Several months ago when W- asked me to be his plus one for a friend’s wedding in Maryland, we started dreaming up a road trip vacation we could take instead of just flying in and out for the weekend. I had never seen Washington D.C. and he’s a massive American Civil War and history buff, so we concocted a route that would allow each of us to explore new things we’re interested in together while camping at various places along the way.
After leaving work on Friday, driving til 1am, and sleeping in the back of my car at a KOA (think system of campgrounds across the U.S. which allow for campers and tents) in Natural Bridge, Virginia, we started Day #1 of our vacation by driving a little over an hour to our first Civil War stop – Appomattox Court House National Historical Park. W- kept making jokes about how ironic it was that we began our Civil War mini-tour with where the war ended, and all I could think was how grateful I was that he was with me to answer any questions if I started getting my dates and details confused throughout the week.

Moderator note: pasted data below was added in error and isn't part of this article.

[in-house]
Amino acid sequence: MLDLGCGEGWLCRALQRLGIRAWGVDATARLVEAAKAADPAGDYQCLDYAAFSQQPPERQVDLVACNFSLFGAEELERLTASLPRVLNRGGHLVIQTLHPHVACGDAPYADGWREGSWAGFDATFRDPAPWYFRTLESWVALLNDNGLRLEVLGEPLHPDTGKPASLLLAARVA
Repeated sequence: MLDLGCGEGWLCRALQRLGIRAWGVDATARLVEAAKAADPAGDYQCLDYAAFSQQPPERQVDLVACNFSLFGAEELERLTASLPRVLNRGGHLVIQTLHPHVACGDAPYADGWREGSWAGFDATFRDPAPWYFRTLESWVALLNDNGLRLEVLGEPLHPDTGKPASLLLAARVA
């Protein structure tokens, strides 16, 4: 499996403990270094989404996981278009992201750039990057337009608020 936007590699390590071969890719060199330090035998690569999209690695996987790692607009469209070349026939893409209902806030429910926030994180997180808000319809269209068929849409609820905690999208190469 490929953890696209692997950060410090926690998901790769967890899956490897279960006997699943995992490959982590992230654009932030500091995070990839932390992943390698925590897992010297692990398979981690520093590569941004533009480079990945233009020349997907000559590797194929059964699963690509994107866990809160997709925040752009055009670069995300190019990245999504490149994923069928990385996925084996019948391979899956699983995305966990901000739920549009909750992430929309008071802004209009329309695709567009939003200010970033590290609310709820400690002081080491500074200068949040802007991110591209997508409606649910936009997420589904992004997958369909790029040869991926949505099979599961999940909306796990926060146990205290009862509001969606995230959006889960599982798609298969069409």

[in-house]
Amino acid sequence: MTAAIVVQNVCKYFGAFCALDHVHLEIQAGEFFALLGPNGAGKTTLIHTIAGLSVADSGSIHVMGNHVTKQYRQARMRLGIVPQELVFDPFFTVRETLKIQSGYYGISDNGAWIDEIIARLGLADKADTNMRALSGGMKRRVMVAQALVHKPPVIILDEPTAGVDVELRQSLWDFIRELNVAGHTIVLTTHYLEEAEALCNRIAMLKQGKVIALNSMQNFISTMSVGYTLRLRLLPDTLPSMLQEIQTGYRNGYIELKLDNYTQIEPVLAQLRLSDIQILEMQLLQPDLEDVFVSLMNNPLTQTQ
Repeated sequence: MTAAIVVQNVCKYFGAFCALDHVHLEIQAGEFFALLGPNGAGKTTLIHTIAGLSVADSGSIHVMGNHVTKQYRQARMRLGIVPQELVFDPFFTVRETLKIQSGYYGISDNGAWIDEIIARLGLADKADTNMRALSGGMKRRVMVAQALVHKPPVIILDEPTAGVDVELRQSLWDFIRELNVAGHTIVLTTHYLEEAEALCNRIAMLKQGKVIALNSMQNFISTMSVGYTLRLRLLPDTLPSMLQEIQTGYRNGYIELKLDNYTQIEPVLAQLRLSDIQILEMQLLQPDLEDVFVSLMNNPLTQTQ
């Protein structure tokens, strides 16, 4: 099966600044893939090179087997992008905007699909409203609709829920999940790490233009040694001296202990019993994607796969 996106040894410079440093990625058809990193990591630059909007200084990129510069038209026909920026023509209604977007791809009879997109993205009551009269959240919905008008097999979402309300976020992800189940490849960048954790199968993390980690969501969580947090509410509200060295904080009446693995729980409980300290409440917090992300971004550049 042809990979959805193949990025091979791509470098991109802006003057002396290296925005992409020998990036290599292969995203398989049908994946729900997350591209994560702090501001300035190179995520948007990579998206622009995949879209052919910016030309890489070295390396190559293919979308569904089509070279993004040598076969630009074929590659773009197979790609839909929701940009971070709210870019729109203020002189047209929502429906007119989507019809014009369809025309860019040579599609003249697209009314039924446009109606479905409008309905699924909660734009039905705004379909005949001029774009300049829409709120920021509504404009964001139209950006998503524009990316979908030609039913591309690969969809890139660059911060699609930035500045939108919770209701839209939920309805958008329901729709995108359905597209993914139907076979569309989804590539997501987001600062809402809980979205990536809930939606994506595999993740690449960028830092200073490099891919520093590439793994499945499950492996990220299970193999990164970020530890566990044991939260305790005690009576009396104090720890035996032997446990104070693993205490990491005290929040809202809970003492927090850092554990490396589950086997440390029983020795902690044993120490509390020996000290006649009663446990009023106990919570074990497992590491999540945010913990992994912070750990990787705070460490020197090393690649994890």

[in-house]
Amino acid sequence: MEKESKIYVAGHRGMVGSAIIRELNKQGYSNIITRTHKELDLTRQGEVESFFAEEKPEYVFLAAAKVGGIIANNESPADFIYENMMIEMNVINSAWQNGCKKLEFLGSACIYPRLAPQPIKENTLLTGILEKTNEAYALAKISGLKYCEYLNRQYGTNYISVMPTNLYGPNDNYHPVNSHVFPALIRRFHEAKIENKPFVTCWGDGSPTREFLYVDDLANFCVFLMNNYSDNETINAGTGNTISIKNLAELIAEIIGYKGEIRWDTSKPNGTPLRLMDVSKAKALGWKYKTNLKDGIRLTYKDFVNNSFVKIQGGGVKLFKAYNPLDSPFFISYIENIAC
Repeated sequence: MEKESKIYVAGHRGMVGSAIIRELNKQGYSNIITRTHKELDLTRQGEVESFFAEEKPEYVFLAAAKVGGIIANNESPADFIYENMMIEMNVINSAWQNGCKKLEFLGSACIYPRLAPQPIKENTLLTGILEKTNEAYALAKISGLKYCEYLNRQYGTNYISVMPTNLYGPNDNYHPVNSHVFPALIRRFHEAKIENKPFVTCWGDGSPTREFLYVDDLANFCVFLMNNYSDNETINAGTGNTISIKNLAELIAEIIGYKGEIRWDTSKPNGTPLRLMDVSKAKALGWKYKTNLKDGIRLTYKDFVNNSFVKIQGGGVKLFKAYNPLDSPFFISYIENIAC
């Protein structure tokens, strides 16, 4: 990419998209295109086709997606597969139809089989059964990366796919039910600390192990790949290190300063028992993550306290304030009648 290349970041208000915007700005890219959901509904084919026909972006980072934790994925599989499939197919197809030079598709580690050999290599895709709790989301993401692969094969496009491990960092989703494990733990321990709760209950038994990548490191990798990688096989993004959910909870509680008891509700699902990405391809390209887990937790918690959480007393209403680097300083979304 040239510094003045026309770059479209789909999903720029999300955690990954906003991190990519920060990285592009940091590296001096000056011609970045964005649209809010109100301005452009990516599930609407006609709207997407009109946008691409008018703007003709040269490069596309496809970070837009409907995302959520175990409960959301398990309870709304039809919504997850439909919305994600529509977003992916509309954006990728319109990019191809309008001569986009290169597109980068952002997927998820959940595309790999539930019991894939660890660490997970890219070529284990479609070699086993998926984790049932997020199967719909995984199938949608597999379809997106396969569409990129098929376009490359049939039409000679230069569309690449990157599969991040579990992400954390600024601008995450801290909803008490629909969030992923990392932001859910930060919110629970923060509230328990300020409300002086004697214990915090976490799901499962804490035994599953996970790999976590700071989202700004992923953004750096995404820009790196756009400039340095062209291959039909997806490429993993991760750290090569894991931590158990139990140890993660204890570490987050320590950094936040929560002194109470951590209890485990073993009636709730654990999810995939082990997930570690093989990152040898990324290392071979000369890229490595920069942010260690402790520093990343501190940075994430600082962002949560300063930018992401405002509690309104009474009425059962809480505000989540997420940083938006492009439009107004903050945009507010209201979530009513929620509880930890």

Upon arriving, we took an intimate ranger tour with three other people. The ranger explained that the people of Appomattox Court House left after the Civil War when the railroad went around the town, and then subsequently how the site became a National Historical Park. He also walked us around the site, showed up the different buildings, and talked through the events of April 9-12th, 1865.
The Buildings of Appomattox Court House
Personally, I thought the most interesting detail was the surrender of General Lee’s army took place in the house of Wilmer McLean, who had moved to Appomattox Court House in an attempt to get away from the fighting after the First Battle of Bull Run took place on his farm in Manassas, Virginia in July 1861. So essentially, the war began in his yard and ended in his living room.
The McLean House